Japan’s Prime Minister, Shinzo Abe, on a visit to Washington in 2013 to meet President Barack Obama, announced confidently: ‘Japan is Back!’ To some observers, this may have seemed like hubris given the triple body-blow in March 2011 of earthquake, tsunami and nuclear disaster. Yet the Prime Minister’s words now seem particularly well chosen.
Japan remains the world’s third largest economy; its political system has been reinvigorated after the return to power of the conservative Liberal Democratic Party, now securely in charge of both houses of the Japanese parliament; public support for the Abe administration is at record levels and the government has embarked on a programme of fiscal, monetary and structural reform that has opened the door to radical policy changes that once seemed fanciful.
At home, the Japanese public has embraced civic activism and volunteerism and the government is developing a more proactive foreign and defence policy.
David Pilling’s book, Bending Adversity: Japan and the Art of Survival captures the long chain of events that have produced the unexpected return to prominence of a country that sceptics once wrote off as a casualty of the past two ‘lost decades’ of economic stagnation and apparent political paralysis.
As the Financial Times’s Japan correspondent, based in Tokyo from 2001 to 2008, Pilling is well placed to provide perspective on this transition, combining deep cultural and linguistic familiarity with a sharp journalist’s eye for the individual stories that run throughout his narrative.
Pilling’s analysis is broadly an optimistic one, highlighting the gradual changes that Japan has undergone over the past 20 or so years, while recognizing the importance of a series of critical shocks, both domestic and foreign, that have enabled the country to evolve in a way that challenges stereotypes of a socially and culturally homogeneous Japan, economically conservative and resistant to adaptation. Whether it is the Kobe Earthquake of 1995, the sarin poison gas attack on the Tokyo subway, the rise of China as a geopolitical and economic rival and the collapse of Cold War certainties, or most notably the events of March 2011, the book recognizes the role of crisis as catalyst for systemic change.
The book succeeds especially well in situating Japan in historical perspective. Early chapters give us a sense of Japan’s evolution from closed-country (sakoku) self-imposed isolation in the 17th through 19th centuries, through the traumatic wartime years of the early 20th century, and beyond into the boom years of rapid economic development in the 1960s up until the triumphalist ‘Japan as Number One’ years of the 1970s and 1980s. At the same time, Pilling confidently dismisses the absurd arguments, known collectively as Nihonjinron (or ‘theories about the Japanese’), that stress the uniqueness of Japan and its opaqueness to foreign analysis.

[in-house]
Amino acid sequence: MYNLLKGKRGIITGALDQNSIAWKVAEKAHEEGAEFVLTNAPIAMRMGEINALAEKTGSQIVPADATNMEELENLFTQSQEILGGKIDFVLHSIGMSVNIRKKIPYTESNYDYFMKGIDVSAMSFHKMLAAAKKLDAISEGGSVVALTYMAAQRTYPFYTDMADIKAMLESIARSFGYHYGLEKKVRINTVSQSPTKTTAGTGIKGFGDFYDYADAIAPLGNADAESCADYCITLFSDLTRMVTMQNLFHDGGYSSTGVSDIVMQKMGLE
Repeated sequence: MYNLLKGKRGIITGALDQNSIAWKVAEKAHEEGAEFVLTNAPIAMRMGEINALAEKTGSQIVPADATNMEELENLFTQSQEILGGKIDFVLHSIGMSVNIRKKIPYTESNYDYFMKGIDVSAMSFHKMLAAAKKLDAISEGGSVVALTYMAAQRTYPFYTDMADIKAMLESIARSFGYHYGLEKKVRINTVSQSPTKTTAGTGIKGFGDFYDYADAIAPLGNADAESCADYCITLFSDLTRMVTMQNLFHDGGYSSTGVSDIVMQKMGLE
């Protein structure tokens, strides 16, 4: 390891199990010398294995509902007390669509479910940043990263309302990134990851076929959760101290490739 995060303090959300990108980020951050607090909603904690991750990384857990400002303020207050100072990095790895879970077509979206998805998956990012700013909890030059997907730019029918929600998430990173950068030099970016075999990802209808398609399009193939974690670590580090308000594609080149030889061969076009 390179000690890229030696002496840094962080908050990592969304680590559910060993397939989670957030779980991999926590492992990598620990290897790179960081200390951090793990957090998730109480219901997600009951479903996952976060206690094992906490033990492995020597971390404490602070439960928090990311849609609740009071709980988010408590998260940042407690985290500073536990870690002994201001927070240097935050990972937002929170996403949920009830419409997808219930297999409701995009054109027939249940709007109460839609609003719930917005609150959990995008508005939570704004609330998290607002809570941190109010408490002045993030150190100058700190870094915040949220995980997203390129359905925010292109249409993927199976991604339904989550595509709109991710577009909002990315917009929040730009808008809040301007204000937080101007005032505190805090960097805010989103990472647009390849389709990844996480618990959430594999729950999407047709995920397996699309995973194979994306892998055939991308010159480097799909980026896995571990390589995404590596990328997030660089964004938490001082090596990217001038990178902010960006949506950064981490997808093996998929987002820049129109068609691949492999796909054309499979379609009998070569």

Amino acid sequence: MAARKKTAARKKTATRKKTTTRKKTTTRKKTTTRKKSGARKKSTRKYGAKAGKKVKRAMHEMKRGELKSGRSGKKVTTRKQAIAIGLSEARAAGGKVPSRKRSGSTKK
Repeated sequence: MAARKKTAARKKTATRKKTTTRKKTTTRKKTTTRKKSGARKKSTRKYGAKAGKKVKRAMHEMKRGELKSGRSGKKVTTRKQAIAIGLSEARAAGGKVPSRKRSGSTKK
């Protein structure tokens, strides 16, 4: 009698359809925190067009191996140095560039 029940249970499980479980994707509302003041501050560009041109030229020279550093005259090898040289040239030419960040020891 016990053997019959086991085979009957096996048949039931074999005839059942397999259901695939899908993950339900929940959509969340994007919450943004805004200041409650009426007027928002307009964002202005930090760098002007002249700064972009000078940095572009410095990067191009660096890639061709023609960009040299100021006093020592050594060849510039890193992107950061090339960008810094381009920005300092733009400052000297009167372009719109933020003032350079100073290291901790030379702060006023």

The book succeeds most dramatically because of the immediacy and precision of its observations. Opening with a searing account of the destruction wrought by the tsunami on Rikuzentakata, a mid-sized city of 23,000 people on the northeast coast of Japan that was virtually washed away, Pilling shows us the human and emotional cost of the 2011 tragedy. He presents a kaleidoscopic series of vignettes of individuals drawn from all ends of the ideological spectrum and different walks of life, including social activists, politicians, novelists, government advisers, journalists, academics, established businessmen and new, ambitious entrepreneurs. Whether it is via Haruki Murakami’s insights into literature and society, former Prime Minister Koizumi’s efforts to break the mould of conventional conservative patronage politics, or the revisionist historical views of Yuko Tojo, granddaughter of Japan’s wartime leader, Hideki Tojo, the reader is introduced to a cast of personalities that underlines the social, cultural and political diversity of a country that is anything but monochrome or predictable.
This book demonstrates the best features of experienced and perceptive journalism. It informs, educates and entertains, and leaves the reader with a powerful impression of why Japan will continue to matter for the foreseeable future. Pilling concludes: ‘Two “lost decades” notwithstanding, it would be foolish to count Japan out just yet.’